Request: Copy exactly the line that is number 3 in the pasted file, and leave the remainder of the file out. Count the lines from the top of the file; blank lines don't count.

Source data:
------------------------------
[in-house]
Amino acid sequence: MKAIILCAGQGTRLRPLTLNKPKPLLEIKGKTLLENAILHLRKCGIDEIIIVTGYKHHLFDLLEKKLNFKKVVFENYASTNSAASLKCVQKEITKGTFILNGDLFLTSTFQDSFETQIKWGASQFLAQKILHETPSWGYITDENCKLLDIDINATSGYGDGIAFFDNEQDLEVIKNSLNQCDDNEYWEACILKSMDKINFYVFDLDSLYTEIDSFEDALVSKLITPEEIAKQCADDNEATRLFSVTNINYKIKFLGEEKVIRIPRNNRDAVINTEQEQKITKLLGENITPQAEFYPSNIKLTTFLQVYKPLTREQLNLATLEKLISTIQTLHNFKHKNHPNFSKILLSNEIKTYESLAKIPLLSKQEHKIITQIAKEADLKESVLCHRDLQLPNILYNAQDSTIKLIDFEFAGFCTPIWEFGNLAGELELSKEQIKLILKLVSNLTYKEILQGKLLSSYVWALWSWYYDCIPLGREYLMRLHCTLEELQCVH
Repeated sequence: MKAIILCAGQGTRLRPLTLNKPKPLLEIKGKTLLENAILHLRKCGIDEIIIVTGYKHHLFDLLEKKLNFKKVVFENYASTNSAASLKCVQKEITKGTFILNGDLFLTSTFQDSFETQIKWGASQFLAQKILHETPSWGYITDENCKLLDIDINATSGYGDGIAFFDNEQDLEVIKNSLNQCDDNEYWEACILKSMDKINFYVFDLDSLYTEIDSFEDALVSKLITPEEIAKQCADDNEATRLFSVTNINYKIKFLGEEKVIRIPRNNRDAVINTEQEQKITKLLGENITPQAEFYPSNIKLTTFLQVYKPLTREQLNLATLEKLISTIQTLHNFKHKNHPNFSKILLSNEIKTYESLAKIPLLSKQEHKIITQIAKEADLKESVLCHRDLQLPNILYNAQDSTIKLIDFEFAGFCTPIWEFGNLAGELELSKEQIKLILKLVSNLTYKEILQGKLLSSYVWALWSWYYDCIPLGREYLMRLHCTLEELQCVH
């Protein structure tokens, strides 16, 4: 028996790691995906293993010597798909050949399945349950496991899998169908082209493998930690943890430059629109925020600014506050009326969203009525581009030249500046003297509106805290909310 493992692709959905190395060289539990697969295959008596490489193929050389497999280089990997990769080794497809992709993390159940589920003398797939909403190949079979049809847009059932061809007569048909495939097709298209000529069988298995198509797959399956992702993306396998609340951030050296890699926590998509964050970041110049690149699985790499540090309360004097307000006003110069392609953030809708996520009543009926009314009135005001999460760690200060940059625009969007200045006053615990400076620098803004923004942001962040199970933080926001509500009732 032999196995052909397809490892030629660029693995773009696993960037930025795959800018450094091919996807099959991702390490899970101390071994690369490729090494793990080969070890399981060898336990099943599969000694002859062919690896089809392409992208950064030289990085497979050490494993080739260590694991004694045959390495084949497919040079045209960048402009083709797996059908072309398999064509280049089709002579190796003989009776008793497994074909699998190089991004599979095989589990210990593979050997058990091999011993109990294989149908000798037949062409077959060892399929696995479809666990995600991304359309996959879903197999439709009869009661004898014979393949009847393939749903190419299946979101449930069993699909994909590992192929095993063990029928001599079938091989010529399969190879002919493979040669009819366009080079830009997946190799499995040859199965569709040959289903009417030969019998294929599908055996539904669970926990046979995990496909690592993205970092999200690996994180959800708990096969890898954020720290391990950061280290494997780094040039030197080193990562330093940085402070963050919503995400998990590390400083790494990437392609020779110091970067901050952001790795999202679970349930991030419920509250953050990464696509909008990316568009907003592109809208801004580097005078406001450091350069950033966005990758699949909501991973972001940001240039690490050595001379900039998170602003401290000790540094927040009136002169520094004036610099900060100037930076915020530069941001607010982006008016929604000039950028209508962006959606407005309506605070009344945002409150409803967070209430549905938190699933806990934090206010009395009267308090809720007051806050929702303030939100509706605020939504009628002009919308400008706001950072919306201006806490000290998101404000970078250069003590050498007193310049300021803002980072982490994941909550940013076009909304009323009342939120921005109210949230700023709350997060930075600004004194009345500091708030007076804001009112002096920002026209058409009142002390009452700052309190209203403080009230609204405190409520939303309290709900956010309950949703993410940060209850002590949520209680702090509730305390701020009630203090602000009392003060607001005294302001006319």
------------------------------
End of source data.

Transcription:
Repeated sequence: MKAIILCAGQGTRLRPLTLNKPKPLLEIKGKTLLENAILHLRKCGIDEIIIVTGYKHHLFDLLEKKLNFKKVVFENYASTNSAASLKCVQKEITKGTFILNGDLFLTSTFQDSFETQIKWGASQFLAQKILHETPSWGYITDENCKLLDIDINATSGYGDGIAFFDNEQDLEVIKNSLNQCDDNEYWEACILKSMDKINFYVFDLDSLYTEIDSFEDALVSKLITPEEIAKQCADDNEATRLFSVTNINYKIKFLGEEKVIRIPRNNRDAVINTEQEQKITKLLGENITPQAEFYPSNIKLTTFLQVYKPLTREQLNLATLEKLISTIQTLHNFKHKNHPNFSKILLSNEIKTYESLAKIPLLSKQEHKIITQIAKEADLKESVLCHRDLQLPNILYNAQDSTIKLIDFEFAGFCTPIWEFGNLAGELELSKEQIKLILKLVSNLTYKEILQGKLLSSYVWALWSWYYDCIPLGREYLMRLHCTLEELQCVH